To paraphrase an old saying, or equation rather, comedy = time + distance. Meaning that anything is funny that once was considered serious if enough time has passed and the person subjected to the humor isn’t too personally close to the material. It’s where the joke question, “Too soon?” comes from.
For instance: “Besides that, how was the play, Mrs. Lincoln?”
The Reduced Shakespeare Company, founded by Adam Long, Reed Martin and Austin Tichenor, cut their teeth on generally inoffensive subjects. Primarily Shakespeare, with The Complete Works of William Shakespeare (abridged). Their schtick is simple. Hilariously compress an otherwise large collection of information. And unless you’re the Texas Board of Education watching RSC’s treatment of U.S. History, it’s tough to get offended.
That is until they decided to take on God’s book in The Bible: The Complete Word of God (abridged), unapologetically summarized by Amphibian Stage Productions.
The premise is fairly straightforward: Present the books of the Bible in chronological order. Of course, with 39 books in the Old Testament and 27 books in the New Testament, it’s easy to imagine that two hours just isn’t enough time. And this is where it gets funny.
Naturally, some books and specific stories get more time than others. The second half is almost completely comprised of the Gospels. And it’s all presented via funny sketches, humorous dialogue, songs, and audience participation.
Playing the roles of the Reduced Shakespeare guys in this production are Luke Longacre, Brandon J. Murphy and Scott Zenriech.
Now, the actual RSC guys have a very specific type of humor, ranging to the goofy. But the great thing about their work is that it easily adapts to its casts individual comic sensibilities. Considering this, the combo of Longacre, Murphy and Zenreich, who possess a wonderfully natural chemistry, stick close to the goofy origins of the piece with just a wink of dryness, particularly provided by Longacre, the glue and hilarious straight man of the piece, if it’s even possible to have a straight man in this show.
Murphy and Zenreich also really deliver on the goof factor; Murphy with his Buster Keaton-like physicality and Zenreich with his little-man earnestness and forced femininity.
The crew does their part too. Sean Urbantke’s set is a simple, yet versatile medieval cathedral piece. Emilee Kyle’s intentionally simplistic costumes add to the funny. And likewise with Cosmo Jones’ props. A solid all around team, on and off stage, compiled by director Jay Duffer.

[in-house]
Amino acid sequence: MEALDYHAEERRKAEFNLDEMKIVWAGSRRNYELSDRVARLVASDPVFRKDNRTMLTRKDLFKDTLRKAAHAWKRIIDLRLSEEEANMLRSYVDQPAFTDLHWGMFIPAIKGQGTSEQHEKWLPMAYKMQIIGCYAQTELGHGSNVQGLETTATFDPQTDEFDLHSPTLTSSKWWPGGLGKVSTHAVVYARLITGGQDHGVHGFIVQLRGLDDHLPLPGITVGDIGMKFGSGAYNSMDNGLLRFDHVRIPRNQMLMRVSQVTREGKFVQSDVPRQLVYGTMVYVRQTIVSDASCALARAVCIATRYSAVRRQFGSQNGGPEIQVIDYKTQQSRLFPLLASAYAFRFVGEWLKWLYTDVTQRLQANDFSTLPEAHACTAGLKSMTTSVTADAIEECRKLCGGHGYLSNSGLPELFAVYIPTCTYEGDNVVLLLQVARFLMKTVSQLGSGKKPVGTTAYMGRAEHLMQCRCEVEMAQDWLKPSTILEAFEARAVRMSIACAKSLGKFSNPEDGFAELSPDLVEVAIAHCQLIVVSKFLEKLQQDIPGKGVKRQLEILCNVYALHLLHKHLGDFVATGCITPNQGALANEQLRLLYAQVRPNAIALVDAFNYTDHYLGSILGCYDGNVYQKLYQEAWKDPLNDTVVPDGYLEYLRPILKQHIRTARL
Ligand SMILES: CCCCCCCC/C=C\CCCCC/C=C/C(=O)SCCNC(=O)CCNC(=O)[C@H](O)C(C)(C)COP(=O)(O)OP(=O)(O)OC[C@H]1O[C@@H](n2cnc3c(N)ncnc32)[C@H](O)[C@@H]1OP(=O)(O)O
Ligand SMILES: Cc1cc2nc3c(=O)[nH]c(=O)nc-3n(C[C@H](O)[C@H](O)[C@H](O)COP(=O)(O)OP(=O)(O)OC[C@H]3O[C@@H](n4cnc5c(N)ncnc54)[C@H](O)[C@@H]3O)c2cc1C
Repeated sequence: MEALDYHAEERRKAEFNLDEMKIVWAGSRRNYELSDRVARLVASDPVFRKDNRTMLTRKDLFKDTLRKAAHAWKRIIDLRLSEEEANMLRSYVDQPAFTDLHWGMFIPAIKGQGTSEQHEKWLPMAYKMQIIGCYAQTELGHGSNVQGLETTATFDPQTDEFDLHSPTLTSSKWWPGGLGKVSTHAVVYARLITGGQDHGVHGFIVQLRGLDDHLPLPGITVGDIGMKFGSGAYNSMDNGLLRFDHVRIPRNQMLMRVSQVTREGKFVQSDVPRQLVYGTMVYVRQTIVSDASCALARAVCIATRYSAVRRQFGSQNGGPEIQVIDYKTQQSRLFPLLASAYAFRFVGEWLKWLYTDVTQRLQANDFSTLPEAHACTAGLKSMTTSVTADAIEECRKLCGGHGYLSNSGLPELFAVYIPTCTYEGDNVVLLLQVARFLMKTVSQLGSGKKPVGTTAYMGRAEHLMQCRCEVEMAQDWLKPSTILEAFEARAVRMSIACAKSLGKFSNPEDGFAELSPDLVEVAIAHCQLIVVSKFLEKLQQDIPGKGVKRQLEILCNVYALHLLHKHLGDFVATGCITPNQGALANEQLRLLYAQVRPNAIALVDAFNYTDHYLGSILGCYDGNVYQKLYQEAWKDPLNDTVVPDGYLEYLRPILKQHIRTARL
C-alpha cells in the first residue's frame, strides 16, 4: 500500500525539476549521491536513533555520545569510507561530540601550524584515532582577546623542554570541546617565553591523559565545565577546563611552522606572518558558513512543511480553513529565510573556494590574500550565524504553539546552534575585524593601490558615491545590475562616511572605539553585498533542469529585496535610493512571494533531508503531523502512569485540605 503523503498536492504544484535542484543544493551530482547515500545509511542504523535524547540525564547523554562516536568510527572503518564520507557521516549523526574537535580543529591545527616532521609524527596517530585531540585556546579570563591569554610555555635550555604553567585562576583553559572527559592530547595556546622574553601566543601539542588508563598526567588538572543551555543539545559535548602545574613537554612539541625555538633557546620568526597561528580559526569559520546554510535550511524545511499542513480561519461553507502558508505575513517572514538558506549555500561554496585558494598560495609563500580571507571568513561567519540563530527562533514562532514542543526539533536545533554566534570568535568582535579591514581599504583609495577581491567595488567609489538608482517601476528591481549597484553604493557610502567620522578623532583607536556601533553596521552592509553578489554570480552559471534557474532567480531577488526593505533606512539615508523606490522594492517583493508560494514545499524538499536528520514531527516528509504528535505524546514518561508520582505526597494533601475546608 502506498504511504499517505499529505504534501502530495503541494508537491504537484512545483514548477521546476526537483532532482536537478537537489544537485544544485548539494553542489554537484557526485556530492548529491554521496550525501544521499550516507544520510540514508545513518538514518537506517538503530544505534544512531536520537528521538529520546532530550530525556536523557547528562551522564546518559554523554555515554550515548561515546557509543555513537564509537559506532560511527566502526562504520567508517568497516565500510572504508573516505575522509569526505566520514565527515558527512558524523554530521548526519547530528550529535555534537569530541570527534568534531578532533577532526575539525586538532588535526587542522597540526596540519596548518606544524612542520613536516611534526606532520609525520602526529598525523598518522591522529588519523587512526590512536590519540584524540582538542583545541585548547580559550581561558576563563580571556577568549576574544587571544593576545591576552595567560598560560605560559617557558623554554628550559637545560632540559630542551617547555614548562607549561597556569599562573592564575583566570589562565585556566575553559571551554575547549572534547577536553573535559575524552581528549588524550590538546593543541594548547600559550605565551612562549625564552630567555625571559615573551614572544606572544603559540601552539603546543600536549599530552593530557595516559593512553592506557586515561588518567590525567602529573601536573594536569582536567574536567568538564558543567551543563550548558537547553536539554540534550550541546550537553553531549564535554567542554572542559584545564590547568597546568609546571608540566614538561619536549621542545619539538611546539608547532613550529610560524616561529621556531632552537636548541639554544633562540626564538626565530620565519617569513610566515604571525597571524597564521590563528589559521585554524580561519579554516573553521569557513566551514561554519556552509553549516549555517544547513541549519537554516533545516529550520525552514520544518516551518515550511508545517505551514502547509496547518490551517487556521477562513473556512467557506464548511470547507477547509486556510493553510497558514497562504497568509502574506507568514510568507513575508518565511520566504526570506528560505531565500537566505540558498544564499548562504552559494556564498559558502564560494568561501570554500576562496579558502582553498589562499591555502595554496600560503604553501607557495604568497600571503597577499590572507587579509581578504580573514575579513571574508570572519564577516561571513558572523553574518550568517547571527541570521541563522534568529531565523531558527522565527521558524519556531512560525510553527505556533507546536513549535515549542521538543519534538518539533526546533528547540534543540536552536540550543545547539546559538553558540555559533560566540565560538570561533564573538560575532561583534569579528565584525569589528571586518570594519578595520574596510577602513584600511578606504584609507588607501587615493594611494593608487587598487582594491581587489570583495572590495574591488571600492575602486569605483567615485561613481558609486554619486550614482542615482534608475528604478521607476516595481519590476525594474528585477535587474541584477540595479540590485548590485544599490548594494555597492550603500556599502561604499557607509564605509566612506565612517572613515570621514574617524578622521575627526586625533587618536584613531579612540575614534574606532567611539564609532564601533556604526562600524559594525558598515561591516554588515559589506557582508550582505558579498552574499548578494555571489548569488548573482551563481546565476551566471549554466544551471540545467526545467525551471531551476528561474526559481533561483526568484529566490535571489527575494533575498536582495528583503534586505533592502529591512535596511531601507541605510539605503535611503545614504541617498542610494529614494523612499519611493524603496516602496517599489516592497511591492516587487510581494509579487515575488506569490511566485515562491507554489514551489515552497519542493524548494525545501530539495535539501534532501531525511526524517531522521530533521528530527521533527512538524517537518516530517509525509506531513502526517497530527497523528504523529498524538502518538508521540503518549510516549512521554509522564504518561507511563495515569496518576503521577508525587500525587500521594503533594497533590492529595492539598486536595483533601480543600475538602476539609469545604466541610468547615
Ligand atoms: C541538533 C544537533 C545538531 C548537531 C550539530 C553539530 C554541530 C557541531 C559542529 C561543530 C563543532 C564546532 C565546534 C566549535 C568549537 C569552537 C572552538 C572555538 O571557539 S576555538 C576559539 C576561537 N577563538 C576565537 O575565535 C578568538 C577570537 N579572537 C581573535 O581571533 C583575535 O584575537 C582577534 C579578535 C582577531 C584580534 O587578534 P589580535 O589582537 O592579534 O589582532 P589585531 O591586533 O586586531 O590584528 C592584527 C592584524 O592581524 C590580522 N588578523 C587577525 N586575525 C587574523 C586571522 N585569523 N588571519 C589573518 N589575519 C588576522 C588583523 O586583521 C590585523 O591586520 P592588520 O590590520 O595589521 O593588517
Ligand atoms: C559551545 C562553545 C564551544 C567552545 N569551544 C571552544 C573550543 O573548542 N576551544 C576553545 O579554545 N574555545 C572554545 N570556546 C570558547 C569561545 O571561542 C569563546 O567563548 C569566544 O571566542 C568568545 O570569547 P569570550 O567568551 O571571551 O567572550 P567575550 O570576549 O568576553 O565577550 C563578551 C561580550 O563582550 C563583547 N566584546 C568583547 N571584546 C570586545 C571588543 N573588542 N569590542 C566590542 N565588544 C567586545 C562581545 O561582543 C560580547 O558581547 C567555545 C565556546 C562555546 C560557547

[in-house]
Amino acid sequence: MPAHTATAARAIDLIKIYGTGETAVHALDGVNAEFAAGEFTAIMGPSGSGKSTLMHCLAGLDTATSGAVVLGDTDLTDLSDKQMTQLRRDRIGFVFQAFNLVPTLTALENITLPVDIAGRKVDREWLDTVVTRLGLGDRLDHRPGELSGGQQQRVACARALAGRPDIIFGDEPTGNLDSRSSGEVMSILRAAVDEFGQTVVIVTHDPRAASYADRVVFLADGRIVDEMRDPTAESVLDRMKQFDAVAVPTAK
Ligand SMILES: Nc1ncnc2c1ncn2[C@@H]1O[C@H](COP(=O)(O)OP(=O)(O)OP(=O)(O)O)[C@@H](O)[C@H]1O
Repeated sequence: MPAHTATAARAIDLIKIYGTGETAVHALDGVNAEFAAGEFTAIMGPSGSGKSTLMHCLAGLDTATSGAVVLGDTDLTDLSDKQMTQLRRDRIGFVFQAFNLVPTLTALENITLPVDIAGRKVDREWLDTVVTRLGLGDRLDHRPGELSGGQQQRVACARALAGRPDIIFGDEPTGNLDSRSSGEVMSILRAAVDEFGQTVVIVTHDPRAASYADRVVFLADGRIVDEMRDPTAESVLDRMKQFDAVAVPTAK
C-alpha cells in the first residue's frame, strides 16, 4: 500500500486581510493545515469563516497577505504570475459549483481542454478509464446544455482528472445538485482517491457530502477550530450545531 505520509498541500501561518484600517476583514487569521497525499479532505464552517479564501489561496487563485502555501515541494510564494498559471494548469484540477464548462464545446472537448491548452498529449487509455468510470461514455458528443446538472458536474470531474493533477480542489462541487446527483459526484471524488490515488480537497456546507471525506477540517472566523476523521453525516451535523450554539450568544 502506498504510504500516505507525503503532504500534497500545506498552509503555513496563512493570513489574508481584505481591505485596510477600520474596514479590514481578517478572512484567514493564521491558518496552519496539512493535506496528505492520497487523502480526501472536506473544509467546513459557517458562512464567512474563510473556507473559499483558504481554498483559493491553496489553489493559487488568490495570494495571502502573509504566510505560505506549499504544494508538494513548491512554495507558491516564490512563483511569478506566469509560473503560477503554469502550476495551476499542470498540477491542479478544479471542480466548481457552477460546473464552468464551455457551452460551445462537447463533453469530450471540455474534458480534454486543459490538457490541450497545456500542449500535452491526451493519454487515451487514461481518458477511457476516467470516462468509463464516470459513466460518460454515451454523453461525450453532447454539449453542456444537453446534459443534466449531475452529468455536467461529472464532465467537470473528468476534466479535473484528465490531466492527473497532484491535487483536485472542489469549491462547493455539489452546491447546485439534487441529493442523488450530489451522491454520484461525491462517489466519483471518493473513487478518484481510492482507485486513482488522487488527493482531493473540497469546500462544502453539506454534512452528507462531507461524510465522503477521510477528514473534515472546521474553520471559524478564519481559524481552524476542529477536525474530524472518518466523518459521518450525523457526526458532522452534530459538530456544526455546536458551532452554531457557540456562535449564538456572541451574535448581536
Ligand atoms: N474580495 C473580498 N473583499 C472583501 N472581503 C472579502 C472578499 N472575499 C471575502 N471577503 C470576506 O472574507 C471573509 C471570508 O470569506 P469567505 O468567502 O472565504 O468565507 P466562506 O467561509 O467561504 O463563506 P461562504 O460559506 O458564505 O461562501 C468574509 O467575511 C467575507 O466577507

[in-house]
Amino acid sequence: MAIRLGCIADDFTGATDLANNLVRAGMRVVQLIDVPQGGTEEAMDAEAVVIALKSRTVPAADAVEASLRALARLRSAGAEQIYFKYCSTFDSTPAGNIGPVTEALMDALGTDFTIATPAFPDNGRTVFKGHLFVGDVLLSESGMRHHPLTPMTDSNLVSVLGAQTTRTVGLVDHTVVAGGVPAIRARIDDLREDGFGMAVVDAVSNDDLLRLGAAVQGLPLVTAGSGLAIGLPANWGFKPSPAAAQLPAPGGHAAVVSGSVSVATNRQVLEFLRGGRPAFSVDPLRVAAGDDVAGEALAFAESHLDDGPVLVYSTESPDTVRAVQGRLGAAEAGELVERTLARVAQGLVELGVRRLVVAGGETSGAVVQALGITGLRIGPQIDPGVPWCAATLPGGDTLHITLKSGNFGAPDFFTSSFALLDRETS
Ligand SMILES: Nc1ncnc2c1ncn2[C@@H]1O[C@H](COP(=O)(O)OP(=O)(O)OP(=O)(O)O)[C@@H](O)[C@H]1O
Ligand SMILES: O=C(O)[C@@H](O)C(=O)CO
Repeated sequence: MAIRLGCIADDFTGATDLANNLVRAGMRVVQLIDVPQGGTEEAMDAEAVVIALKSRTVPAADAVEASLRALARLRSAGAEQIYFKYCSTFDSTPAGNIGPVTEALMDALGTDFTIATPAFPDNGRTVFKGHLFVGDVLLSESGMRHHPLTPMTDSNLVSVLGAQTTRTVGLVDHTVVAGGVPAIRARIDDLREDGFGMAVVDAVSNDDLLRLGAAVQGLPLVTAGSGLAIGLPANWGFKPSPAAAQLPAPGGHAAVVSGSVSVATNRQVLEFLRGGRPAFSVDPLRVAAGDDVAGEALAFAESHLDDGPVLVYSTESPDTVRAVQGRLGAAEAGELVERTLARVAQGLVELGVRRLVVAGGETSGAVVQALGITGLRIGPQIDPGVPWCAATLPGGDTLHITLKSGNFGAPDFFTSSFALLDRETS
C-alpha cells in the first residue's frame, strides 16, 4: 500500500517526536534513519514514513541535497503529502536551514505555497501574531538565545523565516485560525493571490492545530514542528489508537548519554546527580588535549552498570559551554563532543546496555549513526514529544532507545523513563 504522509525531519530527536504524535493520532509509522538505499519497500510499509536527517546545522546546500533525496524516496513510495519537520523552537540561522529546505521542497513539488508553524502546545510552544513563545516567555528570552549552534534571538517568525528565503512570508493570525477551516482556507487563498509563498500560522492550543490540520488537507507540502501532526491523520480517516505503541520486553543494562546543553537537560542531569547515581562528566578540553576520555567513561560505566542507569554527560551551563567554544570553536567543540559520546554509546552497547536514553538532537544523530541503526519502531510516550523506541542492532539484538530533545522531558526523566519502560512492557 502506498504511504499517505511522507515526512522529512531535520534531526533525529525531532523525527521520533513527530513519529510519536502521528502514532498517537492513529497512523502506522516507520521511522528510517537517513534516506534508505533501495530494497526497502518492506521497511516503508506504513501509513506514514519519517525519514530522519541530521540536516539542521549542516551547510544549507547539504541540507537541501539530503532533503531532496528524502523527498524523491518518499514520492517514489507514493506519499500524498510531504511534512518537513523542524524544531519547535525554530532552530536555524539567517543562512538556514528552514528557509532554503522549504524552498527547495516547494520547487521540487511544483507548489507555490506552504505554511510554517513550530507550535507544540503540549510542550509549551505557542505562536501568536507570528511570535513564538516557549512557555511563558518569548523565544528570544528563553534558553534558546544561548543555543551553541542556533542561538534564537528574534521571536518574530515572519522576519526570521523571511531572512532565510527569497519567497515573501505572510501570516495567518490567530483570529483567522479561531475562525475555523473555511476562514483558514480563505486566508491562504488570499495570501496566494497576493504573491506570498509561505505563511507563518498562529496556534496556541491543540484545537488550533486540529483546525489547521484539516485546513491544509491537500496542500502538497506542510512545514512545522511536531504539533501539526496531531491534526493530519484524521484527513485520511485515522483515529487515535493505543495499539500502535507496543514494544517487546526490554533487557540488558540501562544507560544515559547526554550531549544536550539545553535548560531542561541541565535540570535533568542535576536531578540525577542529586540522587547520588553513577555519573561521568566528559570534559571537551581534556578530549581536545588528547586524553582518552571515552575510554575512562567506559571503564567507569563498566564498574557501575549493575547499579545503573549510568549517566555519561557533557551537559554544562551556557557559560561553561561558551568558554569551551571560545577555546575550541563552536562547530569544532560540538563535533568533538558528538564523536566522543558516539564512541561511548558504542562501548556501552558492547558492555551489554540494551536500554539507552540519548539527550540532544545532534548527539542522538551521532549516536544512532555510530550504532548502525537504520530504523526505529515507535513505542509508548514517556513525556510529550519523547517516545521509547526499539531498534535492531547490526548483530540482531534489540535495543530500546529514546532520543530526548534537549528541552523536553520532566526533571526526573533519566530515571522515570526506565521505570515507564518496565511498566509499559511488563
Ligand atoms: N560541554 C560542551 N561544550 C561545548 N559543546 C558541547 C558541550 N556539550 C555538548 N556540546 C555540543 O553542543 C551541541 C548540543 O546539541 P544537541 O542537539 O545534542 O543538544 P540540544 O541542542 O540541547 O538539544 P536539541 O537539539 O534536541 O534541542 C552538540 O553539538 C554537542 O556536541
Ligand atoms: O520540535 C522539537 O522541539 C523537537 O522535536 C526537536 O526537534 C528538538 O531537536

In honor of the premise of the show, briefly, it’s damned funny. Damned maybe being a key word there.
For once again, this subject is one that’s liable to cause some to bristle at its treatment of the Bible. But, this is where it’s important to emphasize that the show is about the Bible, not Christianity, or Judaism, or Islam—or any religion. They even go out of their way to clarify that.
And this is the point. The Bible is a book comprised of writings that are thousands of years old. And the form in which we know it today wasn’t finalized until hundreds of years after the death of Christ, decided on by humans. So, even if taken literally, there’s plenty of humor to be found within its hallowed pages. And with the time element of comedy equation being in the thousands of years, there’s a legitimate argument that sometimes it’s good to laugh at something that we otherwise take seriously. The fact that it sucks to be Job, or that Song of Solomon is all about sex, or that Revelation is like the most absurdly crazy science fiction fantasy movie ever imagined.
That said, a lot of the comedy simply comes from the hilarity in trying to cover 66 books in two hours.
But the true power of this piece, as is a common theme with RSC, is the credo to never take oneself too seriously. And it’s easy not to with this show. Bible is a hilarious adventure into the quirks and conundrums of America’s, arguably, most sacred text.
And considering just how heated culture can still get today over moralistic questions and debates—as seen just recently in our own State Capitol—Amphibian gives local Texans a refreshingly brief respite here in the giant studded buckle of the belt that gets its name from the book so lovingly explored here.
So belly up to the pew and get ready for the most hilariously raucous church service you’re likely to see.
◊ Below is a series of promo videos produced by the Amphibian crew. Each cast member talks about his favorite Bible story.
Brandon J. Murphy: